The persistent extremely low interest rate environment has flooded the global markets with excessive liquidity, thus fuelling the local property market. The exact timing and pace of the US interest rate hike are still subject to uncertainties. We must not lose sight of the risk of a property bubble as long as the low-interest rate environment persists.


I shall continue to monitor the property market closely, and I will not hesitate to introduce measures when necessary to maintain the healthy and steady development of the property market and safeguard the stability of our macroeconomic and financial systems.


Goods exports slow

The complicated external environment, combined with a stronger US dollar, inevitably put a drag on Hong Kong's trade performance. Even viewed against the low base of comparison last year, Hong Kong's mechanise exports only saw moderate year-on-year growth in the first two months of this year. While the labour market holds stable and the unemployment rate stays at 3.3%, a level which signifies full employment, global economic slackening, if continued, may weigh on the local labour market.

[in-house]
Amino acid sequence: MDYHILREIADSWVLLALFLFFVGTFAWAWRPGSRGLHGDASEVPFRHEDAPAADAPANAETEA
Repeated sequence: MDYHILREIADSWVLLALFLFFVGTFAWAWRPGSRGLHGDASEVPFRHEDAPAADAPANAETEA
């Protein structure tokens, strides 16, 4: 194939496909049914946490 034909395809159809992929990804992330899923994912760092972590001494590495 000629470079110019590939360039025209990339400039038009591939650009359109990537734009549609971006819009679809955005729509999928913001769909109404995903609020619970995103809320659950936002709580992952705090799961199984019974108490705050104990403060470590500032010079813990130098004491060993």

In view of the slowdown in the growth of private consumption and the slight drop in the overall investment spending last year, I cannot be optimistic about the performance of our domestic economy this year. I forecast that the real growth rate of Hong Kong's economy will range only from 1 to 3% this year, lower than the average trend growth rate of 3.9% over the past 10 years.